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IT administrators looking at less expensive ways to maintain a resilient environment are increasingly looking toward Disaster Recovery as a Service (DRaaS) as a cheap, flexible DR option, according to a recent report from Forrester.
Forrester's report reviewed what the firm called the most significant service providers, which they listed as Axcient, Barracuda Networks, CenturyLink Technology Solutions, EVault, HP, IBM, iland, nScaled, Persistent Systems, Quorum, SunGard and Verizon Terremark.
Users who turn to DRaaS rely on a vendor to provide disaster recovery failover to a cloud environment, according to Forrester, either through a contract or pay-per-use basis. So an organization isn't on the hook for investing in -- and maintaining -- an off-site DR environment. DRaaS contracts also can be flexible as the needs of users change.
"One thing that many of the leaders in this evaluation shared was high levels of flexibility. This is one of the classic complaints against traditional DR services, so many of the DRaaS offerings are working hard to combat that," said Rachel Dines, senior analyst at Forrester and author of the report. "Flexibility can be manifested as deployment models, supported platforms, the ability to change contracts midstream, or in the options for managed or unmanaged services."
The report noted that costs are lower with DRaaS due to its pay-as-you-go nature -- most users typically are only consuming storage, and VMs are started only during a test or recovery scenario.
"The only way you can really know if your DR service is working (besides declaring a disaster) is to run tests. Customers that I've spoken to really value the providers that enabled them to test more frequently and more comprehensively," Dines said. "Some of the evaluated providers offer unlimited testing, others offered the more standard one test per year, but all of them worked to make testing easier and less intrusive than it would be in a traditional or on-premises scenario."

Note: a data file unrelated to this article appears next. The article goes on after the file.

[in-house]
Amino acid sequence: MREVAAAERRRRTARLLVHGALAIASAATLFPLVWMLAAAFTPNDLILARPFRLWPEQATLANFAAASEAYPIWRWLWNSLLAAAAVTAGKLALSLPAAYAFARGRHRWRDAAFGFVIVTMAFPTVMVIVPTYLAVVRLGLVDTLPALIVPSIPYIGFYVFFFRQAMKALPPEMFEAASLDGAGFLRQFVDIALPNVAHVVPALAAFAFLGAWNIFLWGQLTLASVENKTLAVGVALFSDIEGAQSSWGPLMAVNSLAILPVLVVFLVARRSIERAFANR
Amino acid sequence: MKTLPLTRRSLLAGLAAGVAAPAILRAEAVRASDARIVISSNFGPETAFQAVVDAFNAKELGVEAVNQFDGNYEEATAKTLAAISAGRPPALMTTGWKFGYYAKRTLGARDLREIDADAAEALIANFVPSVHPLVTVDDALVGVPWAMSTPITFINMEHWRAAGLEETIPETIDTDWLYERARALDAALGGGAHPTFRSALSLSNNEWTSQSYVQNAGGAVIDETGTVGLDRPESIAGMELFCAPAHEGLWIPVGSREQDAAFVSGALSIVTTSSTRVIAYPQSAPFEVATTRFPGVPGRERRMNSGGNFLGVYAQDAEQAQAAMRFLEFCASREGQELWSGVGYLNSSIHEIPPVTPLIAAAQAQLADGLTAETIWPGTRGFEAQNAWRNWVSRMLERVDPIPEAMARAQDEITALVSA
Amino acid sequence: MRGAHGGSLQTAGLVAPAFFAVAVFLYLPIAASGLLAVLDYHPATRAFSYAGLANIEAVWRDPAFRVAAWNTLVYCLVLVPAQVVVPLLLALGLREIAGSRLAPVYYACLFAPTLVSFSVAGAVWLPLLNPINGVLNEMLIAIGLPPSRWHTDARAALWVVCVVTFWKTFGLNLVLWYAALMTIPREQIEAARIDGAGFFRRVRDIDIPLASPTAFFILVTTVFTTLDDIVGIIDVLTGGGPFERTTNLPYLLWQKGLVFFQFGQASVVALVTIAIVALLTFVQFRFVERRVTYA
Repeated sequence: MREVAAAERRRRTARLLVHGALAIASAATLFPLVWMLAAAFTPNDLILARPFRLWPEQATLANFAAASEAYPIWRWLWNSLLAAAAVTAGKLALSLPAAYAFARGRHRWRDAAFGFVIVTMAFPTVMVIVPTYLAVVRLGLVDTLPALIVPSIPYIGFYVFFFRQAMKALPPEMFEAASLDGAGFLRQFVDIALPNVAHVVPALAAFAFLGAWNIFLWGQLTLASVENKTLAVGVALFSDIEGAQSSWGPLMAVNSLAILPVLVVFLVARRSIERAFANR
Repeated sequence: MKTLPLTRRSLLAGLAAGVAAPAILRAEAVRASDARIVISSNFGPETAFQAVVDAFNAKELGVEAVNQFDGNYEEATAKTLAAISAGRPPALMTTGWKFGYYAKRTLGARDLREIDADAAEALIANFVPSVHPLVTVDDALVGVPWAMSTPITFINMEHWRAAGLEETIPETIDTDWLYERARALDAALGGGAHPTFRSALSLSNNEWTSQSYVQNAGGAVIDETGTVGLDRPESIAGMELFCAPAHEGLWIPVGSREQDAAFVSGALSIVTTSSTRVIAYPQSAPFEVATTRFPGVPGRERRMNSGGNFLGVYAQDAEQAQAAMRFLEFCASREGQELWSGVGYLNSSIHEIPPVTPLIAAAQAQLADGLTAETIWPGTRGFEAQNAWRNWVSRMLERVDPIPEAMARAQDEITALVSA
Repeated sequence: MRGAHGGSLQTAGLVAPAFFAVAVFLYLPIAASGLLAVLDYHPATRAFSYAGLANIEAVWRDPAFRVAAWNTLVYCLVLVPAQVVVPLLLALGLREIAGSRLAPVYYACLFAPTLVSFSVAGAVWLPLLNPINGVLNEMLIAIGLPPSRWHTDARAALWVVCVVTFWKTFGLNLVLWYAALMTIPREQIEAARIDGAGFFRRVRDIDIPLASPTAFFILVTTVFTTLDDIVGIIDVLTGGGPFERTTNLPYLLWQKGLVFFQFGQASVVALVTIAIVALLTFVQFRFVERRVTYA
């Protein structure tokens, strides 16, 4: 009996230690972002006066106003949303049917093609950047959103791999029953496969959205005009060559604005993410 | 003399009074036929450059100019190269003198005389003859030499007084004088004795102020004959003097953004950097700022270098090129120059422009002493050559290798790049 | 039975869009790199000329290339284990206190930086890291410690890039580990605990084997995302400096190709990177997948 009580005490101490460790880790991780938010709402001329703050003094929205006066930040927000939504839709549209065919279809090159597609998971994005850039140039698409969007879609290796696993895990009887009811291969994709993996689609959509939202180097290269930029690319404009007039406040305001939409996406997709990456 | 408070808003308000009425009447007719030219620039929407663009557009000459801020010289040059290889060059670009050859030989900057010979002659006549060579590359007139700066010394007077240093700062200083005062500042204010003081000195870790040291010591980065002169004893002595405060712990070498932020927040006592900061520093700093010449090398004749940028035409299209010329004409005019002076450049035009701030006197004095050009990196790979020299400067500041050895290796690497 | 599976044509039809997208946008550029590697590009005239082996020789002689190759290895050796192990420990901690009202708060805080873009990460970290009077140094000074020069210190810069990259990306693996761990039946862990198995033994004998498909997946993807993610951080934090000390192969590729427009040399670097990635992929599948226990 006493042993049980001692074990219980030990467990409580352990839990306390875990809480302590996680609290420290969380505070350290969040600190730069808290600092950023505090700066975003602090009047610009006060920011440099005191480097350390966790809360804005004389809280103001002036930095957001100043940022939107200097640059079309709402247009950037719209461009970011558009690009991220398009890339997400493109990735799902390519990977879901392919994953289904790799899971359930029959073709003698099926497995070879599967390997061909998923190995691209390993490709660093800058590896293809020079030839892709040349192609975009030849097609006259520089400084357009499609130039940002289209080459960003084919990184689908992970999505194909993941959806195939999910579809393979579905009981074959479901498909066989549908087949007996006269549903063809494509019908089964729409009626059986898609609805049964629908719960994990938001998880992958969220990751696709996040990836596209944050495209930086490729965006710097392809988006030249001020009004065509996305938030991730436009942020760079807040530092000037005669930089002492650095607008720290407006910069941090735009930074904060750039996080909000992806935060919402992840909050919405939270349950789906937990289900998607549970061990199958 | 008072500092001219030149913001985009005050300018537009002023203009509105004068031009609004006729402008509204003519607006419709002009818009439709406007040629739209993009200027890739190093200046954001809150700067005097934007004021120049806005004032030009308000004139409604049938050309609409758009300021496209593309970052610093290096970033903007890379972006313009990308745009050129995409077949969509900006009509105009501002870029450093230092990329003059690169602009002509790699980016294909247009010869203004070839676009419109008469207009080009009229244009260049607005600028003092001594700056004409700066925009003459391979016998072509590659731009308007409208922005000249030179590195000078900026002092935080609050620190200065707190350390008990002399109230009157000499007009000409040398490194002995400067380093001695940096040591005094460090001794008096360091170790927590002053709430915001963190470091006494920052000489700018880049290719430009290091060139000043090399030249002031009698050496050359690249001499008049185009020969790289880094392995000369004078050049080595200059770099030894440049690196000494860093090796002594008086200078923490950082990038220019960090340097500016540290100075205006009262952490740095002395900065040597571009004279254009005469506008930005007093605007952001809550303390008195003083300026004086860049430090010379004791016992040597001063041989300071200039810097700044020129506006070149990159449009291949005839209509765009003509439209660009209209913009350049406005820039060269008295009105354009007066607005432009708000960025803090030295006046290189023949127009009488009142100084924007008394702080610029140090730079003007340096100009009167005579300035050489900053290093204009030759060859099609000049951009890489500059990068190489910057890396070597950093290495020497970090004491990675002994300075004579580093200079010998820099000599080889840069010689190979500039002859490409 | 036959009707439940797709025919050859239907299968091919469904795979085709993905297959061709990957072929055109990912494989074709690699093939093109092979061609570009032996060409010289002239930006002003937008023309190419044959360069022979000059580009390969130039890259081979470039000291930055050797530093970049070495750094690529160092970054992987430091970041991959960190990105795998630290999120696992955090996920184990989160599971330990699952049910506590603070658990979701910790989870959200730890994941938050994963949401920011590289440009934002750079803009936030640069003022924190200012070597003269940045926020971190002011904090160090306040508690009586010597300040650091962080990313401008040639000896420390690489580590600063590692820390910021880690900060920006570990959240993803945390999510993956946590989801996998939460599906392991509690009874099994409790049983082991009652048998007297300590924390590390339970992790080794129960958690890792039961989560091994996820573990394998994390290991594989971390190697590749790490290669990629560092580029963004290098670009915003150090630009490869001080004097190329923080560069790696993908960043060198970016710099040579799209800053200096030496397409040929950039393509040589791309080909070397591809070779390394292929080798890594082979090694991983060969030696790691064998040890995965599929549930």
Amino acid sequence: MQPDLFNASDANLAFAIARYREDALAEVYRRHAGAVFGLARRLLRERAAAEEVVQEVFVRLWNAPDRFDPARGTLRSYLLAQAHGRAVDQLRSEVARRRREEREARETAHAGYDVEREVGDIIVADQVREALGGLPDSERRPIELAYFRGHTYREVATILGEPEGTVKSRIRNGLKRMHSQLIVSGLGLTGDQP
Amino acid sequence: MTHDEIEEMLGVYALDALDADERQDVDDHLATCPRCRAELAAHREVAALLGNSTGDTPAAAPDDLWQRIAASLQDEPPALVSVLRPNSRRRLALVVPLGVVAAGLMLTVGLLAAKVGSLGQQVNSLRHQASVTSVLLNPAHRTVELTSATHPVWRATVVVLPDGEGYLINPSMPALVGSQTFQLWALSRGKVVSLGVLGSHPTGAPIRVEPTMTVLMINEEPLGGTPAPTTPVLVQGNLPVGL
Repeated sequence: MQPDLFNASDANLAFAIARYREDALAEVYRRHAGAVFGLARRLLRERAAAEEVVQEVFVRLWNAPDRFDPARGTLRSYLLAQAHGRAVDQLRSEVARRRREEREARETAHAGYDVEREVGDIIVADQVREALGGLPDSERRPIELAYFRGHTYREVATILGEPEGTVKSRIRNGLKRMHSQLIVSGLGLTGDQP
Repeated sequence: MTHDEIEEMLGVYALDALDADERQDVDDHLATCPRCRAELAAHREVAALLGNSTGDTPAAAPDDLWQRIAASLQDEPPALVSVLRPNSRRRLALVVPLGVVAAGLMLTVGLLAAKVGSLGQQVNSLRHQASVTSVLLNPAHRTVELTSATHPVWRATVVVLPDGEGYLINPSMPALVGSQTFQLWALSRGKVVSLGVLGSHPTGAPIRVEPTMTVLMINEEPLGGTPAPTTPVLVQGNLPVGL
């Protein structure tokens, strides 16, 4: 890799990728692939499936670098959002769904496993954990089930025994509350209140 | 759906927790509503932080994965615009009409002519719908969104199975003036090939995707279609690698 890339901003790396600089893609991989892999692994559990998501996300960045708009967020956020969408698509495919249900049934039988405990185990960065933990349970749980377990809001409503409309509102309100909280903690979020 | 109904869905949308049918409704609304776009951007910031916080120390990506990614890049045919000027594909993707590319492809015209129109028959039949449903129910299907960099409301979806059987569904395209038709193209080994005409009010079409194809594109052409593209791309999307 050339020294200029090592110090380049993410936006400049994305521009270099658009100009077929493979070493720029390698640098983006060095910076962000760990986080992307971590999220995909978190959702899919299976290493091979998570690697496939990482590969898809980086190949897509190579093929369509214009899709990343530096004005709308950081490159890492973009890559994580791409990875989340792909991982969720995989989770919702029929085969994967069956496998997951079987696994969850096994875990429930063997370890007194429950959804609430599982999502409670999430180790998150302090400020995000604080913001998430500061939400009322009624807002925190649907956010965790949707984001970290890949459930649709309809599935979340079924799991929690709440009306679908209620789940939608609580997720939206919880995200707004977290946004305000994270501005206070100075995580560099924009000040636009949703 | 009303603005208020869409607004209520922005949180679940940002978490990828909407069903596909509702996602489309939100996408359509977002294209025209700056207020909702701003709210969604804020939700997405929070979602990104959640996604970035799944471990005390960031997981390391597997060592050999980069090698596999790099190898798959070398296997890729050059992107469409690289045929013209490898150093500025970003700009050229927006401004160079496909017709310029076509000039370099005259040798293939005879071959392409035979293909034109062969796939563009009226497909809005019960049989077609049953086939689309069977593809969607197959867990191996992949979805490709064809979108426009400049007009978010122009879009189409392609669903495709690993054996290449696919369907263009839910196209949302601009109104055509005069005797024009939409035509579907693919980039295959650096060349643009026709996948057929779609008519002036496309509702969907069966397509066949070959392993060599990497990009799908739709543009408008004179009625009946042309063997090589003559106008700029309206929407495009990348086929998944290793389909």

Of the 438 organizations surveyed for the report, about 19% had some form of DRaaS implementation, while an additional 22% expected to implement it. Meanwhile, 29% reported that they weren't interested in DRaaS, and 7% said they hadn't heard of it.
Dines said that most of those who weren't interested had alternative DR schemes in place.
"There are very few companies that do nothing for DR at all, but most have not boarded the DRaaS train yet," Dines said. "The most common approach for implementing DR is still to run it in-house, although it's definitely not an 'all or nothing' proposition. Many companies are using multiple methods for sourcing their DR capabilities."